“Great vodka for good.”

It’s a catchy slogan, but one whose significance might not be immediately clear. Lots of brands like to associate themselves with charities and various other philanthropic pursuits, and we wouldn’t blame the savvy, ethical consumer for being a bit cynical about most of them—it seems like more often than not, any donations of money or employee time amount to little more than token PR moves.

Every once in a while, though, a company comes along that is so foundationally linked to the cause it supports that even the most jaded among us have to take notice. Snow Leopard Vodka, a London-based spirit brand whose entire business is built around raising funds to protect its endangered namesake, seems to be just such an organization.

The Cat


Photo: Wikimedia Commons

It’s easy to see why the snow leopard is the subject of passionate conservation efforts. Aside from the subjective attraction—it’s truly a beautiful, charismatic animal—its population is critically threatened. Their already dwindling numbers decrease every year due to poaching and habitat loss.

Snow Leopard’s founder, Stephen Sparrow, is acutely aware of this. “In 2005, I was traveling in the Himalaya, and I learned of the existence of the snow leopard and how endangered they were. There are estimated to be only 5,000 remaining in the wild and with that in mind, I wanted to do something to help.

“So, I combined my business background and love of wildlife together and came up with the idea of creating a quality vodka, calling it Snow Leopard, and then giving fifteen percent of the brand’s profits to the conservation work of the Snow Leopard Trust.”

The Man


When Sparrow refers to his “business background,” it’s not that of your typical spirits exec. “I did a number of things before venturing into the spirits industry,” he says, “and I only really had a year’s experience with it before setting up Snow Leopard.”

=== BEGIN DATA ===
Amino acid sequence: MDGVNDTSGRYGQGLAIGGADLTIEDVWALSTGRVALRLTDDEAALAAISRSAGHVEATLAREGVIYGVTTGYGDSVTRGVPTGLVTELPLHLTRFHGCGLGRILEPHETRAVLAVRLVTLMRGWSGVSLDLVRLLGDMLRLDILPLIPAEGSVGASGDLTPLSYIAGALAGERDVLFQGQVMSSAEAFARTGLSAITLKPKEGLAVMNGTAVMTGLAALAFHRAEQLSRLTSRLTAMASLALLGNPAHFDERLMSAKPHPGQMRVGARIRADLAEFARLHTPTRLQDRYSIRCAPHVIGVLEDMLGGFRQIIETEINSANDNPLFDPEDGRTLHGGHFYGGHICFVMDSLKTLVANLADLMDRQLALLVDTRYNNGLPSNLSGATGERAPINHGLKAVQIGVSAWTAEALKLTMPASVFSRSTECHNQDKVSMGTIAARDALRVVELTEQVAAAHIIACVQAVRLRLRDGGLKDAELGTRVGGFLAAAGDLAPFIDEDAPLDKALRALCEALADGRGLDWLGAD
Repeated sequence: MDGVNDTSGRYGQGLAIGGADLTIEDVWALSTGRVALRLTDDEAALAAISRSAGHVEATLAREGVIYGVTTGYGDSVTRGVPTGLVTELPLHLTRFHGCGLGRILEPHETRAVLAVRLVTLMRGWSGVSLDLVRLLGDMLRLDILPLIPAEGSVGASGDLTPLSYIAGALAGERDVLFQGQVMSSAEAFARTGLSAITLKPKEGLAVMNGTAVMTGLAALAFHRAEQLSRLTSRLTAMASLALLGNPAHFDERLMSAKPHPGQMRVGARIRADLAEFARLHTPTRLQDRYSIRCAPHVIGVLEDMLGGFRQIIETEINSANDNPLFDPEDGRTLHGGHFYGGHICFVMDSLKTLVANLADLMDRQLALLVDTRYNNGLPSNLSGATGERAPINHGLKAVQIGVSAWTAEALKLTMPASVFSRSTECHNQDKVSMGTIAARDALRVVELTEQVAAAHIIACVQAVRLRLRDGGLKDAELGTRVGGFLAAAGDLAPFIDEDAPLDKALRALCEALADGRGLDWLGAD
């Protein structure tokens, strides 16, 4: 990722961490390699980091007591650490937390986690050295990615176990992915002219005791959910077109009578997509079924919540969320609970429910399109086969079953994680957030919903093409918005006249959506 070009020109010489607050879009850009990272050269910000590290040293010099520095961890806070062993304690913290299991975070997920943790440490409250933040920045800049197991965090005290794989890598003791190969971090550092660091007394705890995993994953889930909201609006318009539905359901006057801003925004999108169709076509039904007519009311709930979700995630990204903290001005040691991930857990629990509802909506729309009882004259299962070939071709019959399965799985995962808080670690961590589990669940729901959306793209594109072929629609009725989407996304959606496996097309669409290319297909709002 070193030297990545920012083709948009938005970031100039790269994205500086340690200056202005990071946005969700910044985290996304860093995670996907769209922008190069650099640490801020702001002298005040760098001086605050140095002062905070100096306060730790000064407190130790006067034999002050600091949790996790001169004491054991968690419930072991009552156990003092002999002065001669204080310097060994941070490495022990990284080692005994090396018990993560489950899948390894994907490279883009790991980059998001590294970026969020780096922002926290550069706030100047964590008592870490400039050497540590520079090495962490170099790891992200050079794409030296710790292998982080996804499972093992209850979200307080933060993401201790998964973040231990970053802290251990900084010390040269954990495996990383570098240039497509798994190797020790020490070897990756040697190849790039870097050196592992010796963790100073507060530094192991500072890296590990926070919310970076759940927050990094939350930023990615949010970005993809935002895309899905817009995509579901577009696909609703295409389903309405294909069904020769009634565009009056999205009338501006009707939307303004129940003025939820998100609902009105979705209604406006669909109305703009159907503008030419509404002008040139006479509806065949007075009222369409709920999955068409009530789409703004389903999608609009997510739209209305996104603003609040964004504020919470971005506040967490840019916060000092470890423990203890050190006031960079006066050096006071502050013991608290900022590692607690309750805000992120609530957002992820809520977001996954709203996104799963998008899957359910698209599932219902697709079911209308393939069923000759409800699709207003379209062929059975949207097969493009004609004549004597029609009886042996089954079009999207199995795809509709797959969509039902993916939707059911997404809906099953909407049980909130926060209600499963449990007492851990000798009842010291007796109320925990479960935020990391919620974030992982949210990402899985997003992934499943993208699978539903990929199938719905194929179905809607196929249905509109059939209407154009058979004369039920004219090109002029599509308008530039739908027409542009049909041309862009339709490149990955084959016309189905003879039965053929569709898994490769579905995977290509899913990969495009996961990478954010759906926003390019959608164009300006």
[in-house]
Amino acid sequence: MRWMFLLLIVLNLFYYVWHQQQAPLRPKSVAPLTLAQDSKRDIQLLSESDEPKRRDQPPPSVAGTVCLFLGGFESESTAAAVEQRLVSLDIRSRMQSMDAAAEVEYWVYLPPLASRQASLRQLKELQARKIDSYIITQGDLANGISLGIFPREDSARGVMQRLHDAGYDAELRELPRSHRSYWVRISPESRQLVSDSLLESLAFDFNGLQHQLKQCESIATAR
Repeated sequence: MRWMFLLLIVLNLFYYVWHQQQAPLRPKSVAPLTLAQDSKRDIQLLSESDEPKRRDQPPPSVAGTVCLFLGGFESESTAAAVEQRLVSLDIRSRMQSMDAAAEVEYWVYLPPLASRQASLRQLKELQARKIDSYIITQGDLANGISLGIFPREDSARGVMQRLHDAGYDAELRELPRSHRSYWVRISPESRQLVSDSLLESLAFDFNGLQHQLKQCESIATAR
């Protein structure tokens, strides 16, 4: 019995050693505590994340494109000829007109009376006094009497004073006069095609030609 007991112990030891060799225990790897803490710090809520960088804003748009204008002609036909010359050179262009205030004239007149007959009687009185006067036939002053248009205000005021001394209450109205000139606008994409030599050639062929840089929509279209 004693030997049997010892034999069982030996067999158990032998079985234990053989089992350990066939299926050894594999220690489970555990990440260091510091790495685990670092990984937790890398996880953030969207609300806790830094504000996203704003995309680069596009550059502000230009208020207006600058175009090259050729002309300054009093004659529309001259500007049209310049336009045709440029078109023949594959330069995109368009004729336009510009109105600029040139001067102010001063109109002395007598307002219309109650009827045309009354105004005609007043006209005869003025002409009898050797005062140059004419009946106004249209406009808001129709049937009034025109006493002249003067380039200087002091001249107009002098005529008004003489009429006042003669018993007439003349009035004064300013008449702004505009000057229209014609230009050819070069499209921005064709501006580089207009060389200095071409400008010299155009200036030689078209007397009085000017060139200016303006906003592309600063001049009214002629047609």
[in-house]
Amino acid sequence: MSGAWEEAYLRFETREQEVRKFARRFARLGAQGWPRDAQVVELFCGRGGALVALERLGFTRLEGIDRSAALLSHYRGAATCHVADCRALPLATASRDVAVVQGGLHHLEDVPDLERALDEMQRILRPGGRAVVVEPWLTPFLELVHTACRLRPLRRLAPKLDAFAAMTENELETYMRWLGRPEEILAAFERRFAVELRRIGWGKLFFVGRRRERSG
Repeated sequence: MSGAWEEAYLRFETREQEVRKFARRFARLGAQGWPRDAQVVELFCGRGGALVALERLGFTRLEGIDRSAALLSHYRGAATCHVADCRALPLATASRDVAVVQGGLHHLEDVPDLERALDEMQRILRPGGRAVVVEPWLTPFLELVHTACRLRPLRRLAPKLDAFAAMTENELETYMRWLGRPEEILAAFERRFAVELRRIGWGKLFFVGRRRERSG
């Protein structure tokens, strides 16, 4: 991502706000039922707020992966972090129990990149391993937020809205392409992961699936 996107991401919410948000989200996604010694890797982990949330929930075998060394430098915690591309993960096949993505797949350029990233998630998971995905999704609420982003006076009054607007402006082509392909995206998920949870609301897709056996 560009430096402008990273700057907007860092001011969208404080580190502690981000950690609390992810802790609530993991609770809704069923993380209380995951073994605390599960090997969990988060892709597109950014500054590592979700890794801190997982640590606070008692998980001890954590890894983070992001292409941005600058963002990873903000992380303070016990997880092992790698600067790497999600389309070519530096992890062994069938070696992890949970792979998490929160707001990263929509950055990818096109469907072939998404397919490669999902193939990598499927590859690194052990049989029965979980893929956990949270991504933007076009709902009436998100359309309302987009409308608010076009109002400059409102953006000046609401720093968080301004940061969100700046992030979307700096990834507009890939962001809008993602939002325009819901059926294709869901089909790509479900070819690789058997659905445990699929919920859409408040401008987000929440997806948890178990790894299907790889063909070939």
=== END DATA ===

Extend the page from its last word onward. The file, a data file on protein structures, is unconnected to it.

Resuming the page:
Originally trained as a lawyer, he went on to spend six years working for a Formula One racing team (Jackie Stewart’s, the legendary “Flying Scot”), eventually making his way into the position of business development director. From there, he transitioned into the spirits industry as the Global VP of Sponsorship for Allied Domecq, a fairly massive British spirit and wine company that was acquired by Pernod Ricard in 2005.

Though the trajectory of Sparrow’s career is certainly an unconventional one, his commitment to environmental stewardship didn’t come out of nowhere. “Before creating SLV, I used to work as a safari guide in East Africa during university and law school summer vacations. I’ve always had a great deal of passion for the natural world and wildlife conservation.” Creating a spirit brand with ethical convictions was the natural, albeit unorthodox, conclusion.

The Vodka


Photo: The Vodka Guy

In addition to its philanthropic principles, Snow Leopard has managed to make quite a name for itself thanks to the unique characteristics of its flagship vodka. What sets it apart from its competitors is its base grain, spelt. While that might not sound like a particularly sexy ingredient, Sparrow is quick to get to work convincing people otherwise.